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Empowering the Extras
The phone rings. On the other end is my grandmother’s voice, speaking in a tone that is a cross between scared and frustrated. My great aunt, “Auntie Janice,” to me, is in the hospital again. She has been winning a battle with ovarian cancer for more than six years—longer than most people diagnosed with it live. But now her days are numbered. In the past few months the cancer has been gaining ground on her, and she has been in the hospital more often than she has been at home. Despite her bright outlook on life, after countless rounds of chemotherapy and radiation, Auntie Janice is tired of fighting and there is nothing left that the doctors can do to save her life.
Millions of people die each year from cancer, and they, along with their family members wish with all of their hearts that there was a cure. Some of them don’t know that their wishes were granted many years ago with the discovery of stem cells. Stem cells have the potential to cure any genetic deformity because they control the entire creation and composition of living organisms. However, because of ethical disagreements, scientists have not been able to unleash their full power. If scientists were given permission to research these cells, millions of lives would be improved and saved. Though some limitations would have to be set, stem cell research would be extremely beneficial to the health and happiness of the human population.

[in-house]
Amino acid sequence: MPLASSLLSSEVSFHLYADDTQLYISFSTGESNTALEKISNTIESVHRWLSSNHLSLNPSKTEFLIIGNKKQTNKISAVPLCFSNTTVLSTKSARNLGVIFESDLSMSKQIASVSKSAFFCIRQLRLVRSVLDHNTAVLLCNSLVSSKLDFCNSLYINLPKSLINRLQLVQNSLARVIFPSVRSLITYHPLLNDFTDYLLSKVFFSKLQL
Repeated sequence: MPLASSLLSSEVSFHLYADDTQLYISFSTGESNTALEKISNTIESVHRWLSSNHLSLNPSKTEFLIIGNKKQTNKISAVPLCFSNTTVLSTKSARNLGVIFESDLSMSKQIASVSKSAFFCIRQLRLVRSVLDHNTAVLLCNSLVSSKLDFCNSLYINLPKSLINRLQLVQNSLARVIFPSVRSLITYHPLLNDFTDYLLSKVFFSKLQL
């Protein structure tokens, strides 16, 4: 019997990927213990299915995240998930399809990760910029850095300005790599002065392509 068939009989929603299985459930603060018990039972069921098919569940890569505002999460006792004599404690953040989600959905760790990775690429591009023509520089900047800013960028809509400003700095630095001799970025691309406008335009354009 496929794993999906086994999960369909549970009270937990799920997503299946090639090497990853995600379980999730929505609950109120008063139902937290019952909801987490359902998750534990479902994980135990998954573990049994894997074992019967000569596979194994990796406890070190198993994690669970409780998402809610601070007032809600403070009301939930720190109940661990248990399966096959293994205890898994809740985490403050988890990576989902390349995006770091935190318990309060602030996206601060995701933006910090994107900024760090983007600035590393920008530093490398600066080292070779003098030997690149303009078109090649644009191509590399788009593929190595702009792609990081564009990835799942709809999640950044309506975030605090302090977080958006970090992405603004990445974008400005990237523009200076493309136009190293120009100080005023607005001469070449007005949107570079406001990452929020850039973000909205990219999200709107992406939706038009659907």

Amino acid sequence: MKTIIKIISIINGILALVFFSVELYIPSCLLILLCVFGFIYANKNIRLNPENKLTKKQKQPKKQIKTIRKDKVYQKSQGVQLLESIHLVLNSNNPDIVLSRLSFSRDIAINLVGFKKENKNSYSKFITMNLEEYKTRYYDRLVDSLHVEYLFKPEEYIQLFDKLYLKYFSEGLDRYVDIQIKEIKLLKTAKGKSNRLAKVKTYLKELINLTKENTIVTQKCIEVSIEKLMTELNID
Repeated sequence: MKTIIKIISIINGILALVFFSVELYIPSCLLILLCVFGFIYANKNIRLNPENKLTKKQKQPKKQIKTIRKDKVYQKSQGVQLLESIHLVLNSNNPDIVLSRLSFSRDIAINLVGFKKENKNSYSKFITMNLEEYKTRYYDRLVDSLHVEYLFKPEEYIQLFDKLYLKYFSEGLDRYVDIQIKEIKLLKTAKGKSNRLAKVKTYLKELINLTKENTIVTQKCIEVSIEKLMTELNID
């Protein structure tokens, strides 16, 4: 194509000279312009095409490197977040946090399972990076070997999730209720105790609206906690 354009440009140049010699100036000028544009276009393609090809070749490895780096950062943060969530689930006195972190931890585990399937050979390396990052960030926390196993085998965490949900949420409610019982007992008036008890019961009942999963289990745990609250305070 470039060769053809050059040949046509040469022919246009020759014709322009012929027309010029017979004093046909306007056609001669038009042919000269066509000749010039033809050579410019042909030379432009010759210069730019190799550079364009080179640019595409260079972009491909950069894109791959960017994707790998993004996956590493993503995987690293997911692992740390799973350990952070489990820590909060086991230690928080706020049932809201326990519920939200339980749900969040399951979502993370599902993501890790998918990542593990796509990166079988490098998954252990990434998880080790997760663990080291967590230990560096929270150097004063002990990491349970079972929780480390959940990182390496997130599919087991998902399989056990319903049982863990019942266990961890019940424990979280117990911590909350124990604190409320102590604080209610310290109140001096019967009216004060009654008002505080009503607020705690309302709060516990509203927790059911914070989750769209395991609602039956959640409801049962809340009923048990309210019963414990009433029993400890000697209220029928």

There are three different types of stem cells: adult, induced pluripotent, and embryonic. Adult stem cells are found in specific tissues of an adult’s body, and regenerate themselves. However, adult stem cells cannot create every different kind of tissue in the human body like embryonic stem cells can. Embryonic stem cells are taken from an embryo created by in vitro fertilization (fertilization outside of a human), and are then cultivated when the embryo is less than eight days old (“Stem Cell Basics”). Induced pluripotent stem cells are genetically reprogrammed to have the traits of an embryonic stem cell, although they are created from adult stem cells. Induced pluripotent stem cells have many of the characteristics of embryonic stem cells.